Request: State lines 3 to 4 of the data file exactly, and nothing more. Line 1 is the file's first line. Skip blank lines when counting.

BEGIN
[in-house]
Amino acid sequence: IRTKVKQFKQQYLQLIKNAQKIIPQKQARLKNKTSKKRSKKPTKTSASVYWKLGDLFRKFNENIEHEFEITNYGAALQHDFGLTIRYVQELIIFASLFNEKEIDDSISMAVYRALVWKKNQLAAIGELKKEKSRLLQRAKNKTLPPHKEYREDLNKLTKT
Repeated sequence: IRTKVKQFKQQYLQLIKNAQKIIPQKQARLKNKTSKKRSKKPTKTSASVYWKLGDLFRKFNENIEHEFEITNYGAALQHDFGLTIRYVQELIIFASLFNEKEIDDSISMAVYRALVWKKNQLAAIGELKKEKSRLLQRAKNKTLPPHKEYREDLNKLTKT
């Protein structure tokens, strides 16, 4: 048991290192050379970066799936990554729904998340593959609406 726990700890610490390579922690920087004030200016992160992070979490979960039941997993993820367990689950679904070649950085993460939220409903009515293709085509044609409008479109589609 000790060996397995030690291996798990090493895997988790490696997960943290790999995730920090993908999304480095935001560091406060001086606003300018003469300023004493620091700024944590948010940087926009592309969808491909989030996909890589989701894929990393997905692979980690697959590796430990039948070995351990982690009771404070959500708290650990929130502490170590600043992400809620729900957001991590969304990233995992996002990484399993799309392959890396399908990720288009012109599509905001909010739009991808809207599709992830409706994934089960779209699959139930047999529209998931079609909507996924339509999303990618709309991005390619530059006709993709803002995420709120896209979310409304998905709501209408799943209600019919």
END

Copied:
Repeated sequence: IRTKVKQFKQQYLQLIKNAQKIIPQKQARLKNKTSKKRSKKPTKTSASVYWKLGDLFRKFNENIEHEFEITNYGAALQHDFGLTIRYVQELIIFASLFNEKEIDDSISMAVYRALVWKKNQLAAIGELKKEKSRLLQRAKNKTLPPHKEYREDLNKLTKT
């Protein structure tokens, strides 16, 4: 048991290192050379970066799936990554729904998340593959609406 726990700890610490390579922690920087004030200016992160992070979490979960039941997993993820367990689950679904070649950085993460939220409903009515293709085509044609409008479109589609 000790060996397995030690291996798990090493895997988790490696997960943290790999995730920090993908999304480095935001560091406060001086606003300018003469300023004493620091700024944590948010940087926009592309969808491909989030996909890589989701894929990393997905692979980690697959590796430990039948070995351990982690009771404070959500708290650990929130502490170590600043992400809620729900957001991590969304990233995992996002990484399993799309392959890396399908990720288009012109599509905001909010739009991808809207599709992830409706994934089960779209699959139930047999529209998931079609909507996924339509999303990618709309991005390619530059006709993709803002995420709120896209979310409304998905709501209408799943209600019919």